Marines United spokesman says nude photo leak proves women shouldn't serve


A spokesman for Marines United seemed to draw all of the wrong conclusions when asked to explain why members of the 30,000-member Facebook group made up of current and former military personnel distributed nude photos of their female colleagues.

In an interview with the Daily Beast, former U.S. Marine Marshall Chiles suggested the scandal was the result of "integration" problems in the military — proof that perhaps women shouldn't serve alongside men at all. 

"I think the exploitation of sharing nudity of other service members online will eventually get solved, but ... you still have special cases going on inside units," Chiles said. "So when you integrate women, those numbers are going to spike up within those infantry units and that's just more things for the Marine Corps to worry about."

Chiles dismissed the incident with a "boys will be boys" kind of attitude, telling the Daily Beast that bad behavior is inevitable when you get a group of 30,000 men together; there will always be "1% or 10%" who will make bad decisions. He saw attempts to put an end to the military's problem with sexual harassment and assault as futile.

"The Marine Corps is supposed to go out and win wars, being the front line of defense for America," he told the outlet. "So why should would we integrate women when we know it's going to happen and it's just going to continue to be a huge distraction?"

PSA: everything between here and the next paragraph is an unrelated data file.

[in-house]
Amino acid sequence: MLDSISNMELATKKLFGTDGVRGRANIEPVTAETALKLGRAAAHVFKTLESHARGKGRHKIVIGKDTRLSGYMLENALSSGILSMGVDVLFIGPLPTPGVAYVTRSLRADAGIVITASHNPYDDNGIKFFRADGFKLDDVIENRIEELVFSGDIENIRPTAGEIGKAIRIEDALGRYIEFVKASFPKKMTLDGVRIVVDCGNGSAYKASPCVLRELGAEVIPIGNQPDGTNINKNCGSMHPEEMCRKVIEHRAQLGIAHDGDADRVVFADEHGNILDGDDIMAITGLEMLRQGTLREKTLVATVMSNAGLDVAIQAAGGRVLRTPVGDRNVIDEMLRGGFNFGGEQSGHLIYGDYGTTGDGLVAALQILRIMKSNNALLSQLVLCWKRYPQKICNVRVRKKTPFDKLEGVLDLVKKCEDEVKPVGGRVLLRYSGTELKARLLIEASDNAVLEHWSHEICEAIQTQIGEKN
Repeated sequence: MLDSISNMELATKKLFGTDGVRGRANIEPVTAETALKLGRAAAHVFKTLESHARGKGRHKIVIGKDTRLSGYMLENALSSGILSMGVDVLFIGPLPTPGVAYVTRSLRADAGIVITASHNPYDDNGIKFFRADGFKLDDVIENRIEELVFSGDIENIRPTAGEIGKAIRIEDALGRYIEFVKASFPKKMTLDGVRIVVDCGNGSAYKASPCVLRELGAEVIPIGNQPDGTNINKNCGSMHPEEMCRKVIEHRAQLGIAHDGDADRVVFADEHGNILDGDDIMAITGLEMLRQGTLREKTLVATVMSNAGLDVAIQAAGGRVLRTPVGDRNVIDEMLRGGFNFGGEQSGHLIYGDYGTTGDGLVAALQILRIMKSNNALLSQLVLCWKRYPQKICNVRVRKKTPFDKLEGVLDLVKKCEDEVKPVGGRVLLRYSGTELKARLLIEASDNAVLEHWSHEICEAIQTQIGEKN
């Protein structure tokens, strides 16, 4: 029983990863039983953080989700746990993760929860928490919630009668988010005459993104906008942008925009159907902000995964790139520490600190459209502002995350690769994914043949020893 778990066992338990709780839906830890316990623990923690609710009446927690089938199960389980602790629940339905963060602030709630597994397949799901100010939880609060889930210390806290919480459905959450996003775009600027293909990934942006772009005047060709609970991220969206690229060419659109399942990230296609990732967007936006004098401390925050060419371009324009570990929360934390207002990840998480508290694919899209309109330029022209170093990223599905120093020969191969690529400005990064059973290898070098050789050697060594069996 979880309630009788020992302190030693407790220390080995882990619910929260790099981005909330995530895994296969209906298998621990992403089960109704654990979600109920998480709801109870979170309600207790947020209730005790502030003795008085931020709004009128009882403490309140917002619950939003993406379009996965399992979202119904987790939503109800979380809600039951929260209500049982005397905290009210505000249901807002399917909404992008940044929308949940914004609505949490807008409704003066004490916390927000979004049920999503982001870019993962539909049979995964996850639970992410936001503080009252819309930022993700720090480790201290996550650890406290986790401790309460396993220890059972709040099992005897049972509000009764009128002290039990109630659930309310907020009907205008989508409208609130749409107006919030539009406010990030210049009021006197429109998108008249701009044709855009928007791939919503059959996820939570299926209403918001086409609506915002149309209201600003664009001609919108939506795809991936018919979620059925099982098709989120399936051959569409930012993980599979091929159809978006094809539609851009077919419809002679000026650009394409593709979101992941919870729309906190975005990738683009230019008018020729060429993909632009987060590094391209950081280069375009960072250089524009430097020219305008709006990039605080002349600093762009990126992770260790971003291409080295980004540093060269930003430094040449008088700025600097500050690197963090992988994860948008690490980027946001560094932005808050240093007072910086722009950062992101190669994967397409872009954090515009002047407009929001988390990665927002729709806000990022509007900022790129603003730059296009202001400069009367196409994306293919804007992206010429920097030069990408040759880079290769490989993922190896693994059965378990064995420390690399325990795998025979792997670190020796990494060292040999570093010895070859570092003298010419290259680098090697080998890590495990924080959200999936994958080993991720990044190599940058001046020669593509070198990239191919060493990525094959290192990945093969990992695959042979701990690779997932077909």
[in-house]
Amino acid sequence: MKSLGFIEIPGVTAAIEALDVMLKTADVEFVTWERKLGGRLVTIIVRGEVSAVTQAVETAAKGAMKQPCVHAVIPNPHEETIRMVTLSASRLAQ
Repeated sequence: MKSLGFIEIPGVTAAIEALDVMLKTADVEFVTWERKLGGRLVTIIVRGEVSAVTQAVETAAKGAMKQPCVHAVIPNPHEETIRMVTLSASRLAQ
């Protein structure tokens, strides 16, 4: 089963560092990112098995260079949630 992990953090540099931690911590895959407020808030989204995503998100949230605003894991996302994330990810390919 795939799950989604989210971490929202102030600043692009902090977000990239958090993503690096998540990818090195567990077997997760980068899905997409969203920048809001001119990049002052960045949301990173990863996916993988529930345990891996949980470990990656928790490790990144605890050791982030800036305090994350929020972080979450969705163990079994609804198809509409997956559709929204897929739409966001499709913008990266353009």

J. Scott Applewhite/AP

Despite Chiles' suggestion that women be made scapegoats for their male colleagues' indiscretion, Savannah Cunningham — one of the women whose photos were share din the Facebook group — said she's hopeful the Marines' toxic masculinity problem will change.

"Someone needs to stand up and say this does not represent the values of the Marine Corps," she said in an interview with the New York Times. "If not me, then who? Yes, for a long time it was a boys' club, but there needs to be progress."

Cunningham, 19, starts basic training in the Marine Corps in April.

"We have to be positive examples of the change we want to see," she told the Times. "Courage, integrity, honor: I want to live those values."

As hearings and investigations into the nude photo scandal continue, senators like Kristen Gilibrand are pressing the military to make substantive changes to its culture. 

"It is a serious problem when we have members of our military denigrating female marines who will give their life to this country in the way they have with no response from leadership," Gillibrand told Marine Gen. Robert Neller, who said he didn't know who was being held accountable for the scandal.

"I can tell you, your answers today are unsatisfactory," Gilibrand said. "They do not go far enough."